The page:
Veteran Miami Heat players ready for grind of NBA playoffs

04/23/2014 12:00 AM

05/18/2014 10:39 PM

When Udonis Haslem was a youngster in the NBA, he used to stay out and party until the early hours of the morning, and then have no problem recovering for work the next day.

Now, Haslem just sits at home and watches Netflix all night.

Shane Battier has seen players come and go in the NBA who couldn’t manage their lifestyles off the court. Battier is quick to paraphrase Ben Franklin about the spiritual powers of spirits, but he has always known the limits of his very limited athleticism.

LeBron James used to overthink the playoffs more than any other player in the league, but three consecutive trips to the NBA Finals and back-to-back championships have sharpened his focus on what matters, and, more importantly, what does not.

“It’s a dramatic change for me, obviously,” James said. “My third year — the first time I made the playoffs — to now, I understand what I’m looking at, I understand what’s going to be coming after me and our team.”

There was a time not too long ago when Dwyane Wade would crank on the lights of the Heat’s practice facility at odd hours of the night this time of year. Now he really doesn’t do much without the supervision of a trainer, so all of his extra workouts happen early in the morning.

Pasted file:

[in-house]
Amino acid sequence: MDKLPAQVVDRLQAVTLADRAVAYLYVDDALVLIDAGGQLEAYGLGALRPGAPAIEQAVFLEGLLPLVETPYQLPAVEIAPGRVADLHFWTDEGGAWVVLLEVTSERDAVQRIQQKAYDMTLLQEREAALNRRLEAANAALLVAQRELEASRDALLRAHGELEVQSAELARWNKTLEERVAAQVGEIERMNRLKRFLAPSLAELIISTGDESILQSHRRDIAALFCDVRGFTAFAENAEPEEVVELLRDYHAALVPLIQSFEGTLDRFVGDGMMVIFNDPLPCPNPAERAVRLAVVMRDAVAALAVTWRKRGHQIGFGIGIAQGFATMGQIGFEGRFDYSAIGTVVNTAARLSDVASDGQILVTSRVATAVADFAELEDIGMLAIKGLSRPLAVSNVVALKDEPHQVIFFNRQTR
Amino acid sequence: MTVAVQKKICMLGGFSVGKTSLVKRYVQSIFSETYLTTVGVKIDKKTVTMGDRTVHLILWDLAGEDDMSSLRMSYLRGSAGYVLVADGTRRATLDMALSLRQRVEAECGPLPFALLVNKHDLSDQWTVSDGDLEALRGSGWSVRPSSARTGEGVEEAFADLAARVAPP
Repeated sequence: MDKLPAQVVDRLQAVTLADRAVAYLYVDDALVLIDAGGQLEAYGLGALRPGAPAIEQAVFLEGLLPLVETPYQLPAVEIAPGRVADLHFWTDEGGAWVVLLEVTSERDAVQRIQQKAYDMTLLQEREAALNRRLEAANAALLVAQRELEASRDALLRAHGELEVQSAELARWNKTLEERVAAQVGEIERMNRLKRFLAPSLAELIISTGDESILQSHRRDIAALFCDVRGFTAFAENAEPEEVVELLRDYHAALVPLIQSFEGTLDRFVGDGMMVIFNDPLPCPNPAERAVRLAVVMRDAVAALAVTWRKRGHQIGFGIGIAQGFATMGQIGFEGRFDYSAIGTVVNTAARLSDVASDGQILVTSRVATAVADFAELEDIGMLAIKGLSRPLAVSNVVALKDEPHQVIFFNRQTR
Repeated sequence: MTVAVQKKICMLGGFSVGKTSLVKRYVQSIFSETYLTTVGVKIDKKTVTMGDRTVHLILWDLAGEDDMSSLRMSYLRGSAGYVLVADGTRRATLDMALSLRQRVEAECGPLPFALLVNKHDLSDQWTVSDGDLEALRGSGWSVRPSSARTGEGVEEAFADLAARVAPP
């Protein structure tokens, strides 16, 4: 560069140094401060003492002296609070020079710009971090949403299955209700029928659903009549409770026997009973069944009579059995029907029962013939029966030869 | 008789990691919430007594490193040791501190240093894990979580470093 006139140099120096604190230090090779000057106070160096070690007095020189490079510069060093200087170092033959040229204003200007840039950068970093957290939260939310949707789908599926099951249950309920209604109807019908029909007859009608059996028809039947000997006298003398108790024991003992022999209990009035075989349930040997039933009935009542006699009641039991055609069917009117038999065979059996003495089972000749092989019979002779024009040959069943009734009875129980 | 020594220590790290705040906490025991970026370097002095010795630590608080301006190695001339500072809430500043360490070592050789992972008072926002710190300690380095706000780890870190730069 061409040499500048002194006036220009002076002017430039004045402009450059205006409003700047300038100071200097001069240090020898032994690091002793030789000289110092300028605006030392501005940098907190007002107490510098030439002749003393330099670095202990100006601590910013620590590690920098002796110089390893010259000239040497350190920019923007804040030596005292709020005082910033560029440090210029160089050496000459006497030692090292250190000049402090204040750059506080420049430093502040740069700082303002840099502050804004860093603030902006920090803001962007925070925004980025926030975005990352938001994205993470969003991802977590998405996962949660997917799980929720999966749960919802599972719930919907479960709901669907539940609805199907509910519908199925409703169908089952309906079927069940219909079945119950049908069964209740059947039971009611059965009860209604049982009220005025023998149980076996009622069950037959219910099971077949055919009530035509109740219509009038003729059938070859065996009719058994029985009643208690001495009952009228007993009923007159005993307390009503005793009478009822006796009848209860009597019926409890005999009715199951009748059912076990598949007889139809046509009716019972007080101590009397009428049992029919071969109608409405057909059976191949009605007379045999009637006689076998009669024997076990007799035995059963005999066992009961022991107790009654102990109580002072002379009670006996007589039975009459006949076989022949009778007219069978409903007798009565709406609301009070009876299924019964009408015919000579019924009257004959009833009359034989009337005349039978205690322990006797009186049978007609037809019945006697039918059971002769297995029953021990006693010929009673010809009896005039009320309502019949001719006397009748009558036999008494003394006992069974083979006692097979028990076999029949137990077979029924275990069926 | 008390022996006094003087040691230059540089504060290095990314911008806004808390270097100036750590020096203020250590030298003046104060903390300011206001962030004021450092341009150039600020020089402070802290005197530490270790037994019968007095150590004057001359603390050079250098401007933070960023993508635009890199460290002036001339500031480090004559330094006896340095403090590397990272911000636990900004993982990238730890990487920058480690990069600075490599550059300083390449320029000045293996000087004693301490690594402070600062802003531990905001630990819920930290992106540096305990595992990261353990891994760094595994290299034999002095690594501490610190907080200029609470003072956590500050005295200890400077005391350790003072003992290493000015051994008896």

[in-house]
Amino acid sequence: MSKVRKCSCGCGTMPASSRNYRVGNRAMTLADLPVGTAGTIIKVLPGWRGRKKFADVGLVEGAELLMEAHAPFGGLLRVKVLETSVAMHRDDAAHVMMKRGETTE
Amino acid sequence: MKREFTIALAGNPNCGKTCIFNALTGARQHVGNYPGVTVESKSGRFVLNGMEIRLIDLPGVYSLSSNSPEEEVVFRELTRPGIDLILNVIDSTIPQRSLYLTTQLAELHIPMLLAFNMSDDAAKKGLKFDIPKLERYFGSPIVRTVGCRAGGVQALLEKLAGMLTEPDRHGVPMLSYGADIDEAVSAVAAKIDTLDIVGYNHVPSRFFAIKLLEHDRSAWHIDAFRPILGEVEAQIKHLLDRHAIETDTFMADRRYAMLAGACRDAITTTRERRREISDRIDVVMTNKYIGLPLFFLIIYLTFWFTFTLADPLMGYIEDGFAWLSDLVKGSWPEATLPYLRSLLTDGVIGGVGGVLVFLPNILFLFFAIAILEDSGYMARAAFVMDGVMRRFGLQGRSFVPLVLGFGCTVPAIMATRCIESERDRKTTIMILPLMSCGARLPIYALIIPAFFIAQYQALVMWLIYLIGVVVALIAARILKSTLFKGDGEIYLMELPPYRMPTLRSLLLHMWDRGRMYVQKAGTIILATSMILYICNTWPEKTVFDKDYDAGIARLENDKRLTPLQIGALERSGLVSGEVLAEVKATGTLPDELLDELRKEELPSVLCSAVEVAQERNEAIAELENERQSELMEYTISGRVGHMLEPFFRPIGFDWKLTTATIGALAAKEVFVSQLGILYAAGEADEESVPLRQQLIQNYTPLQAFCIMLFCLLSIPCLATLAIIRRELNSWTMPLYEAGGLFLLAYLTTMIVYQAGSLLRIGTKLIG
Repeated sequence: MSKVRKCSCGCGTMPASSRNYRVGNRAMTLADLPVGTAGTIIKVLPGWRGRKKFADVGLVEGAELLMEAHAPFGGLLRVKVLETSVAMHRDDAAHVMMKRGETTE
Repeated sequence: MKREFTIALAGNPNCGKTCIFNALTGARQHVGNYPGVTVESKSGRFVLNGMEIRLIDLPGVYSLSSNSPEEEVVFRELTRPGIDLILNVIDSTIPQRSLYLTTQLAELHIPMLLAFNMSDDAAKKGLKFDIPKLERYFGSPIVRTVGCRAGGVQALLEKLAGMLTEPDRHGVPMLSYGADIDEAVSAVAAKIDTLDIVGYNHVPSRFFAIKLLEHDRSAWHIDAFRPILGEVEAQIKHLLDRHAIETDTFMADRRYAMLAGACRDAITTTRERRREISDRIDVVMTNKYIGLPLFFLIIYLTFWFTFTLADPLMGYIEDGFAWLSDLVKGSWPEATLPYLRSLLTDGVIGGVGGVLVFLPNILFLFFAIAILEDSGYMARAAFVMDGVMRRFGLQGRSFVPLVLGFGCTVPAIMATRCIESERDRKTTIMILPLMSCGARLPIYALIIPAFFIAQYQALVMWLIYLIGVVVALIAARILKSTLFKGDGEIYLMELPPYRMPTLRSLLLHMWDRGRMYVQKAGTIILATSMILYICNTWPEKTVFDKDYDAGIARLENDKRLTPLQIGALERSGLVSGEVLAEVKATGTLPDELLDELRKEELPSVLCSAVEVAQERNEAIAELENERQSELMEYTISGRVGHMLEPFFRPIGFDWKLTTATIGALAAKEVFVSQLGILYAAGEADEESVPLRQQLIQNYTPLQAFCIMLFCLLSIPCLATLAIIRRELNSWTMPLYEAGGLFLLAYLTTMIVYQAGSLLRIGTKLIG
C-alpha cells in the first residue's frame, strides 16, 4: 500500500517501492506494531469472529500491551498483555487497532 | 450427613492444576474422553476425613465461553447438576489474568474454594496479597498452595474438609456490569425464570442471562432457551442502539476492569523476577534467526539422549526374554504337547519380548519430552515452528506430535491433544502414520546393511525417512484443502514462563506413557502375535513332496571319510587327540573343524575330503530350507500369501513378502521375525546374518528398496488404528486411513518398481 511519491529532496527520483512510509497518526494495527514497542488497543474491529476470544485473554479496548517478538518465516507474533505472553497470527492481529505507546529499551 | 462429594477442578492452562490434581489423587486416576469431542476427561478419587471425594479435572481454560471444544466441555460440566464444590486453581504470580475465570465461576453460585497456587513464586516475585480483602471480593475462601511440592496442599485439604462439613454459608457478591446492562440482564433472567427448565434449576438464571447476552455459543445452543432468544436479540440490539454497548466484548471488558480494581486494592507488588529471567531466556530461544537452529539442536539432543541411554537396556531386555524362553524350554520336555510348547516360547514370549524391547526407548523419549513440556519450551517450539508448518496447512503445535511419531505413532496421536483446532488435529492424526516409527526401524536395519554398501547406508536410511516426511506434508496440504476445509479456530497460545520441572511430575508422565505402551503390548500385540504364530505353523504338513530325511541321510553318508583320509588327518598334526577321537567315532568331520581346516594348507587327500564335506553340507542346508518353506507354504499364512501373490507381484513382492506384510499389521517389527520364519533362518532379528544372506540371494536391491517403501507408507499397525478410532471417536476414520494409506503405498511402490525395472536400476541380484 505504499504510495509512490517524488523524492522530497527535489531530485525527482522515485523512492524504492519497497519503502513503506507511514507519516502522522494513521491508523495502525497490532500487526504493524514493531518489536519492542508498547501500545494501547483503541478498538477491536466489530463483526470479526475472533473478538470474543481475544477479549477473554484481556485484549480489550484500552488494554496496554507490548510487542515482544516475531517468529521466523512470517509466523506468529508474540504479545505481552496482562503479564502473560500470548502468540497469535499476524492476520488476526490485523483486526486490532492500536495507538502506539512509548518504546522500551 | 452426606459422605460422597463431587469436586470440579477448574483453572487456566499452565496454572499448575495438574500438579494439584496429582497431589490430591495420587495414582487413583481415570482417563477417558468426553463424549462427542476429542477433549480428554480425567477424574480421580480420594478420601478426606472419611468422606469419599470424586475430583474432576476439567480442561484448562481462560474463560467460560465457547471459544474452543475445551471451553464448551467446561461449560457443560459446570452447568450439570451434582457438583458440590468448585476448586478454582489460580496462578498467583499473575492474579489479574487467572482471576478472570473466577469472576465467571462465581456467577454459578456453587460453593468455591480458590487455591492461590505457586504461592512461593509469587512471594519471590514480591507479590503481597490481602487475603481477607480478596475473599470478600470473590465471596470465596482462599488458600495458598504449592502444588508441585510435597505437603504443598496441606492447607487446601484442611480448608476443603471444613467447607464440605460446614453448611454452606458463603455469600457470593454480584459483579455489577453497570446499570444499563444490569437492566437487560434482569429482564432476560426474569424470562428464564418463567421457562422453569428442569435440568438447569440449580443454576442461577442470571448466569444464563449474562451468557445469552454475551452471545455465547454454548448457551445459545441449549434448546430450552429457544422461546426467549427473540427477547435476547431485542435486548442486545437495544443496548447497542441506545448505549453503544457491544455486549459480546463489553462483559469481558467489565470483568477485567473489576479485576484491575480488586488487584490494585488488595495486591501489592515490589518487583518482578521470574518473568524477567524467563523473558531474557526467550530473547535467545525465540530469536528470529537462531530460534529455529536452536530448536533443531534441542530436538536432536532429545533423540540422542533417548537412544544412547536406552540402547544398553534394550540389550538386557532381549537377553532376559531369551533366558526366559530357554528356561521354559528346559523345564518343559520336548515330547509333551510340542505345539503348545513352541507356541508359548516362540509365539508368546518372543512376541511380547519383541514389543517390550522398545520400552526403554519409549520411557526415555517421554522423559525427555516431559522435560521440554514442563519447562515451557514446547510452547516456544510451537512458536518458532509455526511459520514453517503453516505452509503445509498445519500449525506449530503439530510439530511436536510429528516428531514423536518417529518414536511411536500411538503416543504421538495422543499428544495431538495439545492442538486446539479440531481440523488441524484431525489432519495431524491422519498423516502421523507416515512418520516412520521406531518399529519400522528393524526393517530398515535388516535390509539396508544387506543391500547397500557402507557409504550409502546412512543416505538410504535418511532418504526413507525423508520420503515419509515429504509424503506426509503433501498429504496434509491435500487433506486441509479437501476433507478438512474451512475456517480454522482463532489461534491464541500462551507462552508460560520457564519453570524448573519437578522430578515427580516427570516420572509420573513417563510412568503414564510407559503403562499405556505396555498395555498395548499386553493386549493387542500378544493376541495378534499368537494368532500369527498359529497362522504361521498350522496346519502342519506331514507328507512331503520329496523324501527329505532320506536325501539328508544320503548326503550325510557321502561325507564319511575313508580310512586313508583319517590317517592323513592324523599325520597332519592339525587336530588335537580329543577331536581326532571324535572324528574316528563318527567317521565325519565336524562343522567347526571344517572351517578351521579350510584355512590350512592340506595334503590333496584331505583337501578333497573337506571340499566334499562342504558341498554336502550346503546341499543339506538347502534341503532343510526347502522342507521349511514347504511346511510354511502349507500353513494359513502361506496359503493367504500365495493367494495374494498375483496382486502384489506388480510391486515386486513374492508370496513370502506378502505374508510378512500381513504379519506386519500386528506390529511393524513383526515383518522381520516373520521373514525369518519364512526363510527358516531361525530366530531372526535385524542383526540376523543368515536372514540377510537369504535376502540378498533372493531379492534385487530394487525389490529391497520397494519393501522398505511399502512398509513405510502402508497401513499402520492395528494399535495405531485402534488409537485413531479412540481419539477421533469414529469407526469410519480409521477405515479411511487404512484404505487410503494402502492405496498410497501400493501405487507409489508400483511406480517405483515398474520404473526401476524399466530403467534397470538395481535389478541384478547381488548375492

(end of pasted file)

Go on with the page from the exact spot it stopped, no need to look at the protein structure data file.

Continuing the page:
Chris Bosh looks forward to the playoffs because it’s the best time to be a professional basketball player, but not for the most obvious of reasons. Compared to the regular season, things actually slow down for players during the playoffs. The postseason means Bosh gets to see more of his family.

One of the biggest misconceptions in the NBA might be that older teams have a built-in disadvantage to younger foes during seven-game playoff series that can stretch on for two weeks. The Heat’s players say the opposite is true. Older teams are wiser, better under pressure and know how to prepare their bodies and minds for the long haul.

So while the back page of a Toronto tabloid recently received plenty of buzz for its catchy headline — “Raptors vs. Dinosaurs” — it was no surprise to Wade that the old Brooklyn Nets went out and thumped the Raptors in Game 1 of that series.

“You will continue to see throughout the playoffs that the veteran teams, you don’t have the youth or athleticism or that motor that young guys have, but you have something that you just can’t teach and you can’t fast track, and that’s the ability to understand the moments in the playoffs and what you need to do, especially down the stretch,” Wade said. “In certain ball games, you can look at Brooklyn and that game in Toronto. … That’s a veteran team with veteran guys, and that’s the reason why you love veteran teams in the playoffs.”

Heat president Pat Riley loves veteran teams, and not just because of experience at the end of close playoff games. Older players are simply smarter. They have learned what it takes to survive and thrive and in a demanding profession where someone — and usually a younger someone — is always trying to take your place.

At the beginning of this season, the Heat (30.3 years old) actually had an older roster by average age than the Nets (29.2).